Note: This post was originally published at NakedPR.com / SocialRealist.com and was moved to BizAmmo upon that blog’s retirement.
Does it feel like just can’t reach, or relate to, your website’s (or business’) audience (whether it be buyers, visitors, readers, etc.)? Do you sometimes feel like they just flat out hate you? They probably do. Here’s why:
1. You’re probably treating them as a target “market” rather than an “audience” at all.
Sometimes the soft sell of PR kicks the ass of any blatant marketing tactic you can throw at them. Yet online, it’s too often about instant gratification. Image-building turns one-time buyers into repeat buyers, one-time site visitors into regular visitors, and casual passersby into trusting, devoted followers. So stop kissing your Internet marketer’s ass, and get busy on some real reputation-building. The money, visitors, or whatever you’re after will generally follow naturally (and with more staying power).
2. You have nothing to say.
People don’t visit your website for a blatant sales pitch. If you’re selling something, they probably won’t mind it all that much either, if they’re interested. But you need more than that. For every target audience (key public) your site addresses, your site has to convey a message they can relate to. Are you there to help them find business advice? Are you there to solve some other need? Why do you exist? What can you do for them? Your logo, site name, slogan, and other branding efforts should all play a part in conveying this.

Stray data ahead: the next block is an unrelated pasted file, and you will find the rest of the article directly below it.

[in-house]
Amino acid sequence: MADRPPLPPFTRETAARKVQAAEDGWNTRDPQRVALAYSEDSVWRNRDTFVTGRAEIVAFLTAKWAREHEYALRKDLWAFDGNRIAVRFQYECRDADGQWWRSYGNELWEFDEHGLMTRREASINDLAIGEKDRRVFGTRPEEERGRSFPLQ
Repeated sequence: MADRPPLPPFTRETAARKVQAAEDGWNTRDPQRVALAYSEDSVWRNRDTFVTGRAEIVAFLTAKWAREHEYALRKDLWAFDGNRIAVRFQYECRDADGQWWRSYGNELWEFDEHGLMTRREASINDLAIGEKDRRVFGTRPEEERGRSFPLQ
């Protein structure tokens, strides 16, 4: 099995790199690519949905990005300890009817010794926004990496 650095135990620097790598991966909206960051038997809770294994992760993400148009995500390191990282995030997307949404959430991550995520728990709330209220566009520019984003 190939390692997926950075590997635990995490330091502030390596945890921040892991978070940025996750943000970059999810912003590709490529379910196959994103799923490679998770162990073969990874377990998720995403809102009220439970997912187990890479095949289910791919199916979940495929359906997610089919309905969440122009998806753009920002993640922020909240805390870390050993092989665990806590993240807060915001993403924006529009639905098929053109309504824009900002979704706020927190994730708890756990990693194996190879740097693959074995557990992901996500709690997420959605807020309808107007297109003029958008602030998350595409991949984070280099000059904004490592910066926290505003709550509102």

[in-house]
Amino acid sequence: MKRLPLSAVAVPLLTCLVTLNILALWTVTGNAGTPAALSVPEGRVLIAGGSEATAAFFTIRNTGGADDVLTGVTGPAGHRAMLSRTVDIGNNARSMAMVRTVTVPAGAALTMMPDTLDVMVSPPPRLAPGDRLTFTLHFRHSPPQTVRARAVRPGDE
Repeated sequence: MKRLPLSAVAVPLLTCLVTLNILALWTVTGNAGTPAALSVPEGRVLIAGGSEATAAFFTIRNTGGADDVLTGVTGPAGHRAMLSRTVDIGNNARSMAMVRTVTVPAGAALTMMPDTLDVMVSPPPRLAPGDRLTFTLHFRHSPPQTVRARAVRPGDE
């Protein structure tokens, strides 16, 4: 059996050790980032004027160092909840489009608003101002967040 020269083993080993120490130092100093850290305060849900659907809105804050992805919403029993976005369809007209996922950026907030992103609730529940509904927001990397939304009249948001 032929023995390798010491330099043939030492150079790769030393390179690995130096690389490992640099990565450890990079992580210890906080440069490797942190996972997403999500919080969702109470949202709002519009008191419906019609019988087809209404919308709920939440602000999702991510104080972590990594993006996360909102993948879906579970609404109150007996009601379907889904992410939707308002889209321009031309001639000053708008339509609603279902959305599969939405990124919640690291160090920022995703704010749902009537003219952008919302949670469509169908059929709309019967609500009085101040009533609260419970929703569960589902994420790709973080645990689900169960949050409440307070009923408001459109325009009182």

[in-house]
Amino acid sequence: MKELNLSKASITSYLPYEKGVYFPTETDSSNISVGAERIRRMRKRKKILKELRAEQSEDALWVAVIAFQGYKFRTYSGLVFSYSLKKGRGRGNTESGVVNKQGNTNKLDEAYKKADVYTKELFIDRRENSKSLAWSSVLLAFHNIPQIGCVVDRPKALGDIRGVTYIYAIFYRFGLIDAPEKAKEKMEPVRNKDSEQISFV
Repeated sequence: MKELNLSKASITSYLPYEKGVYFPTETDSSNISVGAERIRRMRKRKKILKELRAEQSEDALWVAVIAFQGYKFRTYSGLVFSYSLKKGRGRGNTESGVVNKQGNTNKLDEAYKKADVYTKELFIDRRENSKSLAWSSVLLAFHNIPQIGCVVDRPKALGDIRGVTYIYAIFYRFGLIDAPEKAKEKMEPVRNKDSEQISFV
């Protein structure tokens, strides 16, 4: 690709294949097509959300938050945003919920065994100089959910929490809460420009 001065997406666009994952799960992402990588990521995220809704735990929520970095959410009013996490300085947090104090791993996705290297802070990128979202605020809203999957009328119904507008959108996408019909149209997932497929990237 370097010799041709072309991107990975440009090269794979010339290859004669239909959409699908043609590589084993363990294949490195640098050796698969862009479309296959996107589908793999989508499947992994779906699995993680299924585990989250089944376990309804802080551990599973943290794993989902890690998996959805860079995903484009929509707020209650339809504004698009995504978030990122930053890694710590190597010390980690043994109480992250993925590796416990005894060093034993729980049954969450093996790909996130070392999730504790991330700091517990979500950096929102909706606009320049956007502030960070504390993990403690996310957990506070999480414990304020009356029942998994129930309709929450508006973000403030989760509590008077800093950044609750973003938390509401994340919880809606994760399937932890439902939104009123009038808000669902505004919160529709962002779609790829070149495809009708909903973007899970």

3. You’re a self-centered ass.
Too many people and companies launch a website like it’s just their own little playground. Remember that your site is public (unless of course it’s not), and that it should address a need, and put your public first. Does that mean you have to give them everything they want? Hell no. But learn how to compromise, and you’ll keep everyone happier.
4. You’re not trustworthy.
5. You made a lousy first impression.
Are you a fun, hip, and trendy online business? Then why does your site look like something that predates my grandmother? Again, it’s all about image. Forget about marketing for a minute, and worry about how you look in the eyes of others, especially in regards to the target audience’s expectations going in. You’d better meet… no, exceed, those expectations if you want your target market to love you, keep coming back, spending money, giving you traffic, clicking your ads, etc.
To put it simply, PR for a website is a lot like when you first start dating someone. You need to turn on the charm, pretend you actually care about the other person more than yourself, look snazzy, and keep it up. Once you stop, that’s when the bickering begins and eyes start wandering… and in the world of Web competition, it’s pretty easy for your audience’s eyes to start wandering over to Joe Schmo’s site.